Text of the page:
- 2010 – June 28th More than 100 taken to hospitals during Electric Daisy Carnival. Two-day electronic music festival drew 185,000. Officials say 226 people suffered injuries, 114 of whom went to hospitals. Extent of injuries was not known. By Corina Knoll, Los Angeles Times. June 28, 2010. More than 100 people were taken to hospitals and dozens were arrested during a two-day electronic music festival at the Los Angeles Memorial Coliseum and at Exposition Park, authorities said.The 14th annual Electric Daisy Carnival, which featured carnival rides, five stages and performances by Moby, Will.i.am, Steve Aoki and Deadmau5, drew a total of 185,000 people on Friday and Saturday, said Alexandra Greenberg, a publicist for the event. Because of the size of the event, paramedics were stationed at an on-site command post, Los Angeles Fire Department spokesman Devin Gales said. Over the two days, 226 injuries were reported, 114 of which required attention at hospitals. No deaths were reported, and the extent of the injuries was not known. Some injuries were a result of people rushing gates in an attempt to overwhelm security and get inside without the required $75 ticket. Some attendees who had tickets were seen climbing barriers to VIP sections. Greenberg declined to comment about the arrests and injuries. An Exposition Park safety official also said he could not comment. Andres Casas, 30, was sitting in the stands of the at-capacity Coliseum about 7 p.m. Saturday when he saw hundreds surge onto the field, climbing fences and trampling food and drink tents. “It was like a waterfall of people,” he said. “They actually had to stop the music and the emcee yelled to stop acting like fools.” The Los Angeles Police Department had a heavy presence at the event, deploying at least two helicopters and stationing officers along the perimeter of the venue. The department reported 63 people arrested Saturday night, nine of them juveniles. Offenses included possession and sale of narcotics, trespassing and drinking in public. The Electric Daisy Carnival was held from 2 p.m. to 2 a.m. both days and was open to ages 16 and up. It was produced by Insomniac Events, an L.A.-based promotions company that also hosts a similar New Year’s Eve event. ↩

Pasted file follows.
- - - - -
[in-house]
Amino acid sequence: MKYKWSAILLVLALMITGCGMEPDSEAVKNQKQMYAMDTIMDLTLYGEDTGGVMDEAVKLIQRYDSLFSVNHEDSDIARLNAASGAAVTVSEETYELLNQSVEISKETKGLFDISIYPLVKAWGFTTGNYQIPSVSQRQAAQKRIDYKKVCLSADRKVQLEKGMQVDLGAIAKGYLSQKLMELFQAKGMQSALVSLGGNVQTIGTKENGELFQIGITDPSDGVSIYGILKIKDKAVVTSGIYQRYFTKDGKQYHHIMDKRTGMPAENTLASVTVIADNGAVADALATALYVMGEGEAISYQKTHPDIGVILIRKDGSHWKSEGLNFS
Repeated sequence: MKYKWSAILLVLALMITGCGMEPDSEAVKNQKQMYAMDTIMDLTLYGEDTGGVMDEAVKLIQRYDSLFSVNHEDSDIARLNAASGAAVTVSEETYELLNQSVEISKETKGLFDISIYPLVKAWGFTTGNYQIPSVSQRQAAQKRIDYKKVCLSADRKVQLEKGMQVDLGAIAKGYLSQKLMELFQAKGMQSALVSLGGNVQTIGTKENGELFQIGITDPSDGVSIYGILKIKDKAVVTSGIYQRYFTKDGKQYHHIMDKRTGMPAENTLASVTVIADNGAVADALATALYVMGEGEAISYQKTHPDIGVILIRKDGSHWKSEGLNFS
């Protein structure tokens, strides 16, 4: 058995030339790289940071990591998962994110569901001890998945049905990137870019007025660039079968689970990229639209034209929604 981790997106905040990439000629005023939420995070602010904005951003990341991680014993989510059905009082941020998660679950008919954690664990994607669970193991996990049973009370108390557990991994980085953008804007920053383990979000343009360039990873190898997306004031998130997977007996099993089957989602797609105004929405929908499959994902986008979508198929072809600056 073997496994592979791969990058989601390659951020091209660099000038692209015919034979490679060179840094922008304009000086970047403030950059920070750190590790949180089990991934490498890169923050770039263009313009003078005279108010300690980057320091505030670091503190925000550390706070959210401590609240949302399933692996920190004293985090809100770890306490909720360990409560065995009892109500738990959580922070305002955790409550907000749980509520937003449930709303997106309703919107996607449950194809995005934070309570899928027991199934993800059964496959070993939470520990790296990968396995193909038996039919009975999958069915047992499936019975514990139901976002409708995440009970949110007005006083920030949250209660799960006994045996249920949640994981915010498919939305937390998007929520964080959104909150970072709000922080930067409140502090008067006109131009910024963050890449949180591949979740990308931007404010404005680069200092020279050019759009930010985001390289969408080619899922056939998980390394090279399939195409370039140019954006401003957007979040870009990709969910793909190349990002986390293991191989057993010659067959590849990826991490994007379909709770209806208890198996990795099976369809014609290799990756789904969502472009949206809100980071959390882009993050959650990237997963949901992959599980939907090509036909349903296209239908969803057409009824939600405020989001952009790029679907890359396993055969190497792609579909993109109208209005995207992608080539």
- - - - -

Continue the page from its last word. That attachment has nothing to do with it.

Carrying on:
- 24th July 2010. Druisberg, Germany – 21 dead and A memorial service will be held today for the 21 people who died at loveparade last Saturday. The catalyst of the problem was the overcrowding in the 100 metre long and 16 metre wide tunnel after which local police closed the grounds. The tunnel rapidly became stuffed up and hot with thousands of people inside. Panic spread like wildfire as people collapsed. Some tried to escape via a ladder but fell nine metres as they tried to escape. 10 people were resuscitated there and then. Medical staff on the scene said that the 15 people who died at the festival died from asphyxiation and back injuries. 6 more people would die in hospital. Despite safety experts, fire officers and police warnings the festival went ahead on the insufficient 230,000 square metres (considering at least 1 million people would attend) and 21 people suffered the consequences. 30th July 1755 GMT German Chancellor Angela Merkel is to attend tomorrow’s funeral for the victims of last Saturday’s incident. It will be an Ecumenical church service, accompanied by a live screening at the Duisburg football stadium for up to 25,000 people. 550 places are reserved at Duisburg’s main Protestant Church ‘Salvatorkirche’ for relatives of the dead as well as the injured. Sauerland has enjoyed popularity in Duisburg prior to the loveparade however this has plumetted since the disaster that was loveparade. Members from his political party the CDU (Christian Democrat Party) have suggested he should resign. However Sauerland claims that he did not sign any official permission for the event and so is not directly to blame for the incidents. On Wednesday an initial police report put the blame on the private organiser of the event saying that agreed security measures had not been implemented. In an interview with www.bild.de the organiser of the loveparade Rainer Schaller confirmed that the company has ‘a liability insurance of over €7.5 million’. He also said that the company will analyse the causes and question the 2,000 members of staff. Schaller has also announced that the festival will not take place again. Axa insurance granted an advance of €1 million as emergency aid for the victims of the event, Schaller has also contributed to this aid. Prosecutors, in the early stages of investigation are looking at the organizers for a litany of safety flaws resulting in the loveparade tragedy. According to the State Chief of Police, Dieter Wehe, the blame for the chain of mistakes by which 500 people were injured rests with the organizers. Initial mistakes were cited as: 1. The opening of the grounds 2 hours before earlier than expected leading to a block in the tunnel. Police found it difficult to control the crowds because of this early start. 2.There were fewer stewards than promised on the day. 3. stewards did not react to an order to close the access points to stop the influx of people. 4. A lack of loud speakers around the tunnel area made it very difficult for police to vocally combat the magnitude of the music and crowds. Regarding the people who died on the 24th July it seems that as people tried to escape via a concrete set of steps, many were crushed against the railings and steps. This is the area where many people died. Fencing and debris on the ground caused people to trip up, resulting in a pile-on of people. The cause of death on the day was suffocation. The Interior Minister of the State of North Rhine-Westphalia said’ I find it outrageous that the organizers and the city of Duisburg have absolved themselves of responsibility before all the facts are known’. According to the Cologne based newsgroup Stadt-Anzeiger the head of Duisburg’s fire brigade contacted Mayor Adolf Sauerland in October 2009 to say that the loveparade venue, a disused railway freight grounds, were ‘physically not suitable’. An estimated 1.4 million people attended the festival but according to the Spiegel magazine the festival only had authorisation for 250,000 revellers. The investigation into the 20 deaths is looking at ‘negligent manslaughter’ and ‘negligent bodily harm’. No-one has been accused yet. The following are rumours 1. The Mayor had been warned by the Chief Fire Officer in advance that the area was not suitable for the expected crowd. 2. Local police and/or a private security company sealed one end of the tunnel when the grounds became too full 3. The Duisburg Council and/or the festival organisers should have not have allowed the event to take place at the location. 4. The police warned of the risk involved with staging the festival but were ignored. ↩